To get anywhere with God in any attribute, I believe, we need to put our Creator in charge. After all, he made each of us unique and only he knows what he has in mind for each of us. There is an old joke that goes “The trouble with living sacrifices is that they keep crawling off the altar.” However, this witticism may bring us close to the problem of maturing. Most of us may prefer doing something rather than being something, such as a willing servant of our Lord. Yet we will only become more mature as we allow ourselves to be made more and more in the image of Jesus.
Paul wrote to the Corinthians that “[T]his slight momentary affliction is preparing for us an eternal weight of glory beyond all comparison” (2 Corinthians 4:17 RSV). We may find rather more than slight affliction is required as we take on the weight of eternal glory but in the end I am sure we will think it worth it.
Most of the time when we think of forgiveness we think of God forgiving us. However, at the end of what we know as the Lord’s Prayer Jesus gave the people he was speaking to this teaching about forgiving others. “For if you forgive men their trespasses, your heavenly Father also will forgive you; but if you do not forgive men their trespasses, neither will your Father forgive your trespasses” (Matthew 6:14-15 RSV).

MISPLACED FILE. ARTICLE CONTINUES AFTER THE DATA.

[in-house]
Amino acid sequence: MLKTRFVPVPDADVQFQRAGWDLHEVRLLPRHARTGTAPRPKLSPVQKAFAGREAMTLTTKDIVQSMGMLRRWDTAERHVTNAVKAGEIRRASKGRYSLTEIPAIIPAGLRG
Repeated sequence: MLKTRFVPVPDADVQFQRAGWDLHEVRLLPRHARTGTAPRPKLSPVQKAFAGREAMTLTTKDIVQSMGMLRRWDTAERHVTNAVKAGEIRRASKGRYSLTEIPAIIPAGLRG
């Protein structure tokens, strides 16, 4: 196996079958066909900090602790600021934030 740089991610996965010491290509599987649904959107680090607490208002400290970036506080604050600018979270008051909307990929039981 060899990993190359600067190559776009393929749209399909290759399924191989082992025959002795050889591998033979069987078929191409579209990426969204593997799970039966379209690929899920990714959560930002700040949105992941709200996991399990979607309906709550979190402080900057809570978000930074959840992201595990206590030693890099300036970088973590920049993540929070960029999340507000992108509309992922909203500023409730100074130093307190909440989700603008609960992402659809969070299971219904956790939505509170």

The need for forgiveness among people comes from us having to live as imperfect people in a fallen world. Fortunately, Jesus gave us two commandments that form the basis of right-minded forgiveness. Love God with all our being and love everyone—including ourselves. Forgiveness should be based on love not on a desire to get right with God by obeying a commandment. Also, I think Jesus had in mind that our love should be as clear-sighted as his and not fogged by cultural constructs. Be that as it may, commandments are always impossible for us to completely obey. This brings us to how we go about the matter of forgiveness.
To be able to truly forgive others, and ourselves when we fail to do what is right, we must ask God to grant us the ability to love in a way that exceeds our present capacity. We need from the Holy Spirit a filling of love so we can forgive others and ourselves not on the basis of their or our righteousness but because we have been enabled to have in us more of God’s love
I also believe following the guidance of the Lord’s Prayer keeps us from asking God for mercy and refusing to grant it to others.